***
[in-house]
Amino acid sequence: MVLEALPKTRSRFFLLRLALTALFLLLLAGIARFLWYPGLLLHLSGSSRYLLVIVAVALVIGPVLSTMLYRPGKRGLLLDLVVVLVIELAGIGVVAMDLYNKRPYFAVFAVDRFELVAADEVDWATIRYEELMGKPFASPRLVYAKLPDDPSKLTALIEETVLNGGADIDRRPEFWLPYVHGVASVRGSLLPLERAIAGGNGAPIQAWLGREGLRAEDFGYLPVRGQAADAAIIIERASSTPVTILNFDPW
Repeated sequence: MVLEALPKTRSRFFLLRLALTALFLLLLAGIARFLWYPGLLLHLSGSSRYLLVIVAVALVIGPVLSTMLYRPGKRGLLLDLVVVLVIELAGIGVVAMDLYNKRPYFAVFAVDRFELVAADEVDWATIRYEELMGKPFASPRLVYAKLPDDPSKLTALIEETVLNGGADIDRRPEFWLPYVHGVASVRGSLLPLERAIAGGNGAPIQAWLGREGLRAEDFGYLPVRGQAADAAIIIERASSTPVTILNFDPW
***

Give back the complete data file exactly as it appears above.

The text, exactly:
[in-house]
Amino acid sequence: MVLEALPKTRSRFFLLRLALTALFLLLLAGIARFLWYPGLLLHLSGSSRYLLVIVAVALVIGPVLSTMLYRPGKRGLLLDLVVVLVIELAGIGVVAMDLYNKRPYFAVFAVDRFELVAADEVDWATIRYEELMGKPFASPRLVYAKLPDDPSKLTALIEETVLNGGADIDRRPEFWLPYVHGVASVRGSLLPLERAIAGGNGAPIQAWLGREGLRAEDFGYLPVRGQAADAAIIIERASSTPVTILNFDPW
Repeated sequence: MVLEALPKTRSRFFLLRLALTALFLLLLAGIARFLWYPGLLLHLSGSSRYLLVIVAVALVIGPVLSTMLYRPGKRGLLLDLVVVLVIELAGIGVVAMDLYNKRPYFAVFAVDRFELVAADEVDWATIRYEELMGKPFASPRLVYAKLPDDPSKLTALIEETVLNGGADIDRRPEFWLPYVHGVASVRGSLLPLERAIAGGNGAPIQAWLGREGLRAEDFGYLPVRGQAADAAIIIERASSTPVTILNFDPW